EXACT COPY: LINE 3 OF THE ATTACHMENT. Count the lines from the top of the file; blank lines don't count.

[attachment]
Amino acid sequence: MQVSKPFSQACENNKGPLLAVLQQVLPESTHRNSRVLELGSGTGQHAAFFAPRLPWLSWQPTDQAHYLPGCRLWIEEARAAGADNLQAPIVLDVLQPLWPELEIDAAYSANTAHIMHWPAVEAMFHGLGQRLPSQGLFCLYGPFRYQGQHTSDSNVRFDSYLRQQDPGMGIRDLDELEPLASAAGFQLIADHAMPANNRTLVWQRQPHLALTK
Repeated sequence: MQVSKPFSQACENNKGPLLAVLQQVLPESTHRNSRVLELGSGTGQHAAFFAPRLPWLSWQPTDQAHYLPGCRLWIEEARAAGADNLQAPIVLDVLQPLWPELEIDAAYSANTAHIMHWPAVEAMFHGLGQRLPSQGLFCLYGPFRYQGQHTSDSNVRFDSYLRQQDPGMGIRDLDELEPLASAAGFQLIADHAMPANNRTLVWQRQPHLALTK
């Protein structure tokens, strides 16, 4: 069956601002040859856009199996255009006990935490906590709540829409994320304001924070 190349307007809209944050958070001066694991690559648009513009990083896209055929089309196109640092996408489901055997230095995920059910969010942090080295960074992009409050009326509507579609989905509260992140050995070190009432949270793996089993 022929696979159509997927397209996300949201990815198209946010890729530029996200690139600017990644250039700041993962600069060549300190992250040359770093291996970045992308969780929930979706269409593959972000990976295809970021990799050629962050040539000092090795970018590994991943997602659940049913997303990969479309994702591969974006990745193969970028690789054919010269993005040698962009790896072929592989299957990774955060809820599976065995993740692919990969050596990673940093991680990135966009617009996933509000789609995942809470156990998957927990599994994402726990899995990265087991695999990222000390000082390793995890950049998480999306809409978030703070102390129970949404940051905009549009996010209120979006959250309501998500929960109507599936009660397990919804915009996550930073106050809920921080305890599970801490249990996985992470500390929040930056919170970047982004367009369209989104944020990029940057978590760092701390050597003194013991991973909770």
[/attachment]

């Protein structure tokens, strides 16, 4: 069956601002040859856009199996255009006990935490906590709540829409994320304001924070 190349307007809209944050958070001066694991690559648009513009990083896209055929089309196109640092996408489901055997230095995920059910969010942090080295960074992009409050009326509507579609989905509260992140050995070190009432949270793996089993 022929696979159509997927397209996300949201990815198209946010890729530029996200690139600017990644250039700041993962600069060549300190992250040359770093291996970045992308969780929930979706269409593959972000990976295809970021990799050629962050040539000092090795970018590994991943997602659940049913997303990969479309994702591969974006990745193969970028690789054919010269993005040698962009790896072929592989299957990774955060809820599976065995993740692919990969050596990673940093991680990135966009617009996933509000789609995942809470156990998957927990599994994402726990899995990265087991695999990222000390000082390793995890950049998480999306809409978030703070102390129970949404940051905009549009996010209120979006959250309501998500929960109507599936009660397990919804915009996550930073106050809920921080305890599970801490249990996985992470500390929040930056919170970047982004367009369209989104944020990029940057978590760092701390050597003194013991991973909770």